Rapid Flowering of Pansy By Erik Runkle

Pansy has a unique photoperiodic flowering response. What can be done when varieties don’t flower uniformly?

Many pansy varieties have a long-day photoperiod response, meaning that they flower earlier when grown under long days/short nights. For some varieties, a long day is at least 14 or 15 hours (meaning the uninterrupted night length is nine or 10 hours). Other varieties flower almost as rapidly under a 12-hour day as a longer one. These varietal differences become apparent when pansy is grown in late winter/early spring under natural short days (Figure 1). The photo shows different varieties transplanted at the same time, with some in full flower and others at least a week or two behind.

Pansy has a unique photoperiodic flowering response: Regardless of the day length, plants typically begin to initiate flowers buds at the sixth to eighth node (leaf). However, the first few flower buds of varieties sensitive to photoperiod often don’t develop open flowers when grown under short days. Upon close inspection of these varieties, one can see small flower buds (about 1_8-inch long) that stop developing (Figure 2). The flower buds do not abort but don’t develop into open flowers. As the days become longer and plants mature, subsequent flower buds of these sensitive varieties develop into open flowers.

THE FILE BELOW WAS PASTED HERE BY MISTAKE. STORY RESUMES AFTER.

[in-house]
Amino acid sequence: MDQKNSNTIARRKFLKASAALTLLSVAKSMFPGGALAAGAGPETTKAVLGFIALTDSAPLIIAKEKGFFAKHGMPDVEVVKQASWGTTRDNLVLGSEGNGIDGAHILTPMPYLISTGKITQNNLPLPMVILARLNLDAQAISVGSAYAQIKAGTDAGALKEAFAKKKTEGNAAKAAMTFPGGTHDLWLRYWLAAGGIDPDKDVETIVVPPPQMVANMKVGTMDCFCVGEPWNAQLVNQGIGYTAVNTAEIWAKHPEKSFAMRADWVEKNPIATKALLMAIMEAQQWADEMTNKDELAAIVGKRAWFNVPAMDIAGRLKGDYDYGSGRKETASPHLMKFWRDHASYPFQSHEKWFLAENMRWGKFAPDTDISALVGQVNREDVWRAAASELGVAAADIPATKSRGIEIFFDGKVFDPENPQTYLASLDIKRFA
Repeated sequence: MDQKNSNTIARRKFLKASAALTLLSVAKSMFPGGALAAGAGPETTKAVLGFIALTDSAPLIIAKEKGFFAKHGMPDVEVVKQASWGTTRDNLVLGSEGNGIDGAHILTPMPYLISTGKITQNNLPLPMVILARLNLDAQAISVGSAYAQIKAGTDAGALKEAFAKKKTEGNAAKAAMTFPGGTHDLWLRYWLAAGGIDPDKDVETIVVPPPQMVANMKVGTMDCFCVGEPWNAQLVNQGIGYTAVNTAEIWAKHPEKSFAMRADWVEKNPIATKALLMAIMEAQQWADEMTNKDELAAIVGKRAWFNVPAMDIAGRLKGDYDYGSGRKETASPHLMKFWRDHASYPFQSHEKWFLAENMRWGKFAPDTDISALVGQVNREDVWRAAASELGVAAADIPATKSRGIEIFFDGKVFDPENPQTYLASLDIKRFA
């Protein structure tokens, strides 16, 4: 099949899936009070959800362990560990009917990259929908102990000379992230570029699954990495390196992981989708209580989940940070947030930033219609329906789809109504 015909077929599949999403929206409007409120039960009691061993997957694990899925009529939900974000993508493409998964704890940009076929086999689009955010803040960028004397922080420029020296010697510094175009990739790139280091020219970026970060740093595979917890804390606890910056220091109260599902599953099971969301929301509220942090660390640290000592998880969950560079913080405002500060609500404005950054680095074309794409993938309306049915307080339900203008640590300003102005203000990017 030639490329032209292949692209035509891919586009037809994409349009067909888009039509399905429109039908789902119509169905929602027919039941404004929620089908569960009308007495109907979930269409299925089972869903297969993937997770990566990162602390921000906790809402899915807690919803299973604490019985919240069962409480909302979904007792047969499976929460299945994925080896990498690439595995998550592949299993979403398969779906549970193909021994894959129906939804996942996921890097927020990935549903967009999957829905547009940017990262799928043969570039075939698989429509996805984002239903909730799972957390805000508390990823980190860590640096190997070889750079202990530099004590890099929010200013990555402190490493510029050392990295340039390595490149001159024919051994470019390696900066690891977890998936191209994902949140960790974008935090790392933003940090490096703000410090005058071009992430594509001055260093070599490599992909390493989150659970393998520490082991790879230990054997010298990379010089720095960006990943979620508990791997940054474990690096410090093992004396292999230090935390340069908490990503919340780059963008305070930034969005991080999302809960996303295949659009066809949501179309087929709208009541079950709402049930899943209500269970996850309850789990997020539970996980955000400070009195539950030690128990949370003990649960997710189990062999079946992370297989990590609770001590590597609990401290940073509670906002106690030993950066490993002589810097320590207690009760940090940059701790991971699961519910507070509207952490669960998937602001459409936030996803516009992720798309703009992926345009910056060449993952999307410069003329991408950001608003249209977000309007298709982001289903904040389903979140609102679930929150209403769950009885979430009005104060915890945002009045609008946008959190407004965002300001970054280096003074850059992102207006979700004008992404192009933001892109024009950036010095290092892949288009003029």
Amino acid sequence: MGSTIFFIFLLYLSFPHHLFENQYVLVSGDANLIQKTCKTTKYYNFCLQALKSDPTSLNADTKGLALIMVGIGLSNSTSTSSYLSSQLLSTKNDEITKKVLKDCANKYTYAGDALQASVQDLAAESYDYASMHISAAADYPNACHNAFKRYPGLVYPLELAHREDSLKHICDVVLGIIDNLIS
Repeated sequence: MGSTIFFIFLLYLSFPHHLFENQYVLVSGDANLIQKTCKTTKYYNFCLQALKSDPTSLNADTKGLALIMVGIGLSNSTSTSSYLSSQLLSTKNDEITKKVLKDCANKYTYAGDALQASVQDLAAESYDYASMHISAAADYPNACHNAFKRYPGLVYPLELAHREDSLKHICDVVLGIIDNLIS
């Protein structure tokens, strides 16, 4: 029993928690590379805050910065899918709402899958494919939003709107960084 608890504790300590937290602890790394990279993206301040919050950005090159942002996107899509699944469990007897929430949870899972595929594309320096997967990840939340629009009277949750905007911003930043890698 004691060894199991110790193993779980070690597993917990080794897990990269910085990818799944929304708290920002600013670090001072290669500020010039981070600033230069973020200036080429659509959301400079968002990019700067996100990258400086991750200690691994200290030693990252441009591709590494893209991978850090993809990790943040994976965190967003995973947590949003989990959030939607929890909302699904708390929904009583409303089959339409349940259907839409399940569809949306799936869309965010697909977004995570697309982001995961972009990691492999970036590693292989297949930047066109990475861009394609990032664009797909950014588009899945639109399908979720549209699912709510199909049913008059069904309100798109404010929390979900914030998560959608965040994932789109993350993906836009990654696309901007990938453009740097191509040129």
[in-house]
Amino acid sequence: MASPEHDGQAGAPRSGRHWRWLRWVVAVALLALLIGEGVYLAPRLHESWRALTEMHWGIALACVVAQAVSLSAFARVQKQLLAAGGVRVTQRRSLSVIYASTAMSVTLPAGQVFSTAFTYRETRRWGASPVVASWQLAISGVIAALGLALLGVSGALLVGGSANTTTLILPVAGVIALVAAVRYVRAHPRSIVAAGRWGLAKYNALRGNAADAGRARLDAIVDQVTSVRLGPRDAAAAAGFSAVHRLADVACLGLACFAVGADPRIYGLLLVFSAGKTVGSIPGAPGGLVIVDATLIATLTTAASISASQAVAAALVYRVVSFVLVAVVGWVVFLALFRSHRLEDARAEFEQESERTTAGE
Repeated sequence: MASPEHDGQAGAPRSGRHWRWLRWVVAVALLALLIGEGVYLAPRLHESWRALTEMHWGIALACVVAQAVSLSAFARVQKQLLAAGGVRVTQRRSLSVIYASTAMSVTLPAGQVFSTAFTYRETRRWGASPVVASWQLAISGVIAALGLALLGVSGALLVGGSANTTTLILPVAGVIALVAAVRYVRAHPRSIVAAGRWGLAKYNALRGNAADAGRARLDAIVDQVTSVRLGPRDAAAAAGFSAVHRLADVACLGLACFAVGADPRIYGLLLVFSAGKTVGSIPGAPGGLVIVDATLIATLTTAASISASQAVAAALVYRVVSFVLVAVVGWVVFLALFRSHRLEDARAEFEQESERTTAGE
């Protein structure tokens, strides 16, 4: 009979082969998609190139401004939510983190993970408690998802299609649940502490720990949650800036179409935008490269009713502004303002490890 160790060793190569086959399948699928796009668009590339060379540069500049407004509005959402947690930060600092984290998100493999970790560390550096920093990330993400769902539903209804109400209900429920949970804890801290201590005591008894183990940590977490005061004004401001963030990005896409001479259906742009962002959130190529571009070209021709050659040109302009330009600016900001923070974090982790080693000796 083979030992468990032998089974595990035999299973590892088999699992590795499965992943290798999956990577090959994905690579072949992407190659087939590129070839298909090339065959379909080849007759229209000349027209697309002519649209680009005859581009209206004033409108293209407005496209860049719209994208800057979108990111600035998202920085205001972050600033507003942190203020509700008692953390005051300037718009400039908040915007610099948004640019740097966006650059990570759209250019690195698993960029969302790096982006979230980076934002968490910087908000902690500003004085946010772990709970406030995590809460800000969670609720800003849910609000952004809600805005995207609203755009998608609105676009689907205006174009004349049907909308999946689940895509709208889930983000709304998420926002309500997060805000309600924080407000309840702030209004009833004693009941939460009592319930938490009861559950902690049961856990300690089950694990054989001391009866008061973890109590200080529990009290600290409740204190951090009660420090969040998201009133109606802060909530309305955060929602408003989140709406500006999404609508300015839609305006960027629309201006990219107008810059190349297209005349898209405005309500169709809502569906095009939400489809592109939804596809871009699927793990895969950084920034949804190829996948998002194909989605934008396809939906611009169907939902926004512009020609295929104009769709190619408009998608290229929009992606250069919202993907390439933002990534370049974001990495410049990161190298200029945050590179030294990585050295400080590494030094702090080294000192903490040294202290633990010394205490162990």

Ensuring Uniformity

What can be done to prevent a situation where varieties don’t flower uniformly? First, consult with your plant supplier and try to grow only varieties that are relatively insensitive to day length. There may not be adequate information on this topic on all varieties, so you may have to learn from your own experience and that of other growers and educators.

Another option is to provide artificial long days to all pansy varieties until early April, when the days are long enough for rapid and uniform flowering. Past research at Michigan State University has shown that far-red light plays a role in pansy’s flower development. Therefore, if long days are provided by artificial light that does not contain sufficient far-red light, like that from a compact fluorescent lamp, flowering may not be promoted as desired.

In contrast, incandescent lamps are rich in far-red light and are effective at delivering long days. Unfortunately, they consume a lot of energy and their spectrum rich in far-red light promotes stem and flower elongation, but those factors may be tolerable if the lighting accelerates flowering of sensitive varieties by a few weeks. In my experience, once a flower bud and peduncle (which attaches the flower to the stem) reaches ½-inch long, the flower will continue to develop regardless of day length. Therefore, once a majority of plants have reached this stage, photoperiod lighting can be turned off.



Erik Runkle

Erik Runkle is professor and floriculture extension specialist in the department of horticulture at Michigan State University. He can be reached at runkleer@msu.edu.



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